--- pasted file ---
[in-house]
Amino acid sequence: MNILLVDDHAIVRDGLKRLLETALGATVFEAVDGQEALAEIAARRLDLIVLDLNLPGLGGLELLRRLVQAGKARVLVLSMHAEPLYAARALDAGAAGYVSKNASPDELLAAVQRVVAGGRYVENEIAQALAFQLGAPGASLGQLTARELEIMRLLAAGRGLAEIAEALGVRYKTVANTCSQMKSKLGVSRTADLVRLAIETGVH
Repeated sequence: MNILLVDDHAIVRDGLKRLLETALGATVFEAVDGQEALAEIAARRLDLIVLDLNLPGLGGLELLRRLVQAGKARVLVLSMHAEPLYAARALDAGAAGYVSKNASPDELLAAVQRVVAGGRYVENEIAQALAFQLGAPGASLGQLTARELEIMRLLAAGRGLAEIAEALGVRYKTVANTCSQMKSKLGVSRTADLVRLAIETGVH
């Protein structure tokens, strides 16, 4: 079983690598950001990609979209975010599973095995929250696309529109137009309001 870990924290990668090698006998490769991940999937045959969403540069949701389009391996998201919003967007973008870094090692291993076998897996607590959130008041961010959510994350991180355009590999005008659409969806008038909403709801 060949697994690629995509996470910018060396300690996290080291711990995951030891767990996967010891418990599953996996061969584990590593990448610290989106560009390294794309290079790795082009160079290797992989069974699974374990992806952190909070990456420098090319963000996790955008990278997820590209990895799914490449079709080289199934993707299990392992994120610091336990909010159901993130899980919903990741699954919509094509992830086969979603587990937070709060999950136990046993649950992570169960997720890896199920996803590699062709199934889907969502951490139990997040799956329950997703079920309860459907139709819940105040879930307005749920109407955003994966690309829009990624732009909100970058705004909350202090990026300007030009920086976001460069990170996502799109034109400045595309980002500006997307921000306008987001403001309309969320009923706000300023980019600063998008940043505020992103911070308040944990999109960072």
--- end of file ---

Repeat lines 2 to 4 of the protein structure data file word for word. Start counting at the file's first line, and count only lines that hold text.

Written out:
Amino acid sequence: MNILLVDDHAIVRDGLKRLLETALGATVFEAVDGQEALAEIAARRLDLIVLDLNLPGLGGLELLRRLVQAGKARVLVLSMHAEPLYAARALDAGAAGYVSKNASPDELLAAVQRVVAGGRYVENEIAQALAFQLGAPGASLGQLTARELEIMRLLAAGRGLAEIAEALGVRYKTVANTCSQMKSKLGVSRTADLVRLAIETGVH
Repeated sequence: MNILLVDDHAIVRDGLKRLLETALGATVFEAVDGQEALAEIAARRLDLIVLDLNLPGLGGLELLRRLVQAGKARVLVLSMHAEPLYAARALDAGAAGYVSKNASPDELLAAVQRVVAGGRYVENEIAQALAFQLGAPGASLGQLTARELEIMRLLAAGRGLAEIAEALGVRYKTVANTCSQMKSKLGVSRTADLVRLAIETGVH
């Protein structure tokens, strides 16, 4: 079983690598950001990609979209975010599973095995929250696309529109137009309001 870990924290990668090698006998490769991940999937045959969403540069949701389009391996998201919003967007973008870094090692291993076998897996607590959130008041961010959510994350991180355009590999005008659409969806008038909403709801 060949697994690629995509996470910018060396300690996290080291711990995951030891767990996967010891418990599953996996061969584990590593990448610290989106560009390294794309290079790795082009160079290797992989069974699974374990992806952190909070990456420098090319963000996790955008990278997820590209990895799914490449079709080289199934993707299990392992994120610091336990909010159901993130899980919903990741699954919509094509992830086969979603587990937070709060999950136990046993649950992570169960997720890896199920996803590699062709199934889907969502951490139990997040799956329950997703079920309860459907139709819940105040879930307005749920109407955003994966690309829009990624732009909100970058705004909350202090990026300007030009920086976001460069990170996502799109034109400045595309980002500006997307921000306008987001403001309309969320009923706000300023980019600063998008940043505020992103911070308040944990999109960072």